SUNNYVALE, Calif. – Although fewer than 2 percent of available health plans satisfy all required health benefits under the federal Affordable Care Act, Massachusetts and Rhode Island plans covered the highest percentage of essential benefits in the country, according to an analysis from HealthPocket Inc.
Essential health benefits are the set of health care service categories that health plans must offer starting in 2014, as mandated by the Affordable Care Act.
According to the HealthPocket analysis, most plans cover only 75 percent of essential services, leaving what the health information website called a “significant gap” between what’s currently covered and what will be required in January 2014.
Massachusetts and Rhode Island health plans currently offer the most comprehensive coverage of the Affordable Care Act essential benefits. Massachusetts had the highest percentage of covered essential benefits at 94 percent, followed by Rhode Island at 93 percent.
In February, the U.S. Department of Health and Human Services released the final rule on essential health benefits. The HealthPocket analysis said that a number of the essential benefit categories such as ambulatory care, emergency care and hospitalization services are currently covered by nearly all health plans, there are “gaping holes” in other categories.
Maternity leave and newborn care are covered by only 34 percent of plans; pediatric dental and vision care were covered by only 24 percent of plans. Mental health services and substance use disorder services were covered by 61 percent and 54 percent of plans, respectively.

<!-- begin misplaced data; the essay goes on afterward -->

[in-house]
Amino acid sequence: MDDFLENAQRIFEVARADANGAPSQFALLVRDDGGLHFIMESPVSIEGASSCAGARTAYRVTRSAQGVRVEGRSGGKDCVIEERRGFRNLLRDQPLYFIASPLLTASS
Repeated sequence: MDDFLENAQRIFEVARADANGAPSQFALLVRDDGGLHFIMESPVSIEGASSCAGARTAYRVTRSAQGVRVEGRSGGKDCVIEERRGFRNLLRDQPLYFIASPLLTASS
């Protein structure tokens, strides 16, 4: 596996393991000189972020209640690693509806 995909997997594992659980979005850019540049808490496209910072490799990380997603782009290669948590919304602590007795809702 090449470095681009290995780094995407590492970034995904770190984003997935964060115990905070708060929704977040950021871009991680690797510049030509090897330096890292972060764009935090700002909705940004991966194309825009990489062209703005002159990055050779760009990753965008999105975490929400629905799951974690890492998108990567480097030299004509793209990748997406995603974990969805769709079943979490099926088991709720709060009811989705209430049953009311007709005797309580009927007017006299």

“It’s important for consumers to understand that these coverage gaps currently exist in the plans available today. Just like pre-existing condition exclusions allow health plans to avoid paying for certain risks, the coverage gaps we see in this report are another way that plans can currently elect to not cover certain health care costs,” Kev Coleman, head of research and data at HealthPocket, said in prepared remarks.
“Coverage will become more complete starting in 2014, and the vast majority of plans in the market today will no longer be sold after the end of this year in their present form,” Coleman added.
In addition to Rhode Island and Massachusetts, Hawaii, California and Maryland also had high percentages of coverage, at 90 percent, 89 percent and 89 percent, respectively.
Alaska health plans currently had the lowest percentage of covered essential health benefits at 66 percent, followed by Wisconsin at 67 percent, Texas and New Hampshire at 68 percent and Louisiana at 69 percent.